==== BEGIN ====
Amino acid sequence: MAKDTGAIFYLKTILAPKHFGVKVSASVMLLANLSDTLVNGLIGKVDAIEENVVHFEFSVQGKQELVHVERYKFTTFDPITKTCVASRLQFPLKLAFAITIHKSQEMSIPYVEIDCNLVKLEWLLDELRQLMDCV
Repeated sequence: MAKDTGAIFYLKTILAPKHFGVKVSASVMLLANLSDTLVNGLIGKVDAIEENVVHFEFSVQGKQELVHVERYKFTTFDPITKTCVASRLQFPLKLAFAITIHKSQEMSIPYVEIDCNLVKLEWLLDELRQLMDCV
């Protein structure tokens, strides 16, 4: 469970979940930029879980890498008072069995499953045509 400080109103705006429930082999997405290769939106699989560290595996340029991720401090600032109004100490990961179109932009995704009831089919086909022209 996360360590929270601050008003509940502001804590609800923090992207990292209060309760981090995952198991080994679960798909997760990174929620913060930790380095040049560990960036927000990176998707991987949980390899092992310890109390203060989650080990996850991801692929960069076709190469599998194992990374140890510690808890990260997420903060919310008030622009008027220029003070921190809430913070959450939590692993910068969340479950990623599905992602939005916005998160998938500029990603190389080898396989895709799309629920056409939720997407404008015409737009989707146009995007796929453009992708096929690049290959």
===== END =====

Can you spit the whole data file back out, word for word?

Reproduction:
Amino acid sequence: MAKDTGAIFYLKTILAPKHFGVKVSASVMLLANLSDTLVNGLIGKVDAIEENVVHFEFSVQGKQELVHVERYKFTTFDPITKTCVASRLQFPLKLAFAITIHKSQEMSIPYVEIDCNLVKLEWLLDELRQLMDCV
Repeated sequence: MAKDTGAIFYLKTILAPKHFGVKVSASVMLLANLSDTLVNGLIGKVDAIEENVVHFEFSVQGKQELVHVERYKFTTFDPITKTCVASRLQFPLKLAFAITIHKSQEMSIPYVEIDCNLVKLEWLLDELRQLMDCV
């Protein structure tokens, strides 16, 4: 469970979940930029879980890498008072069995499953045509 400080109103705006429930082999997405290769939106699989560290595996340029991720401090600032109004100490990961179109932009995704009831089919086909022209 996360360590929270601050008003509940502001804590609800923090992207990292209060309760981090995952198991080994679960798909997760990174929620913060930790380095040049560990960036927000990176998707991987949980390899092992310890109390203060989650080990996850991801692929960069076709190469599998194992990374140890510690808890990260997420903060919310008030622009008027220029003070921190809430913070959450939590692993910068969340479950990623599905992602939005916005998160998938500029990603190389080898396989895709799309629920056409939720997407404008015409737009989707146009995007796929453009992708096929690049290959």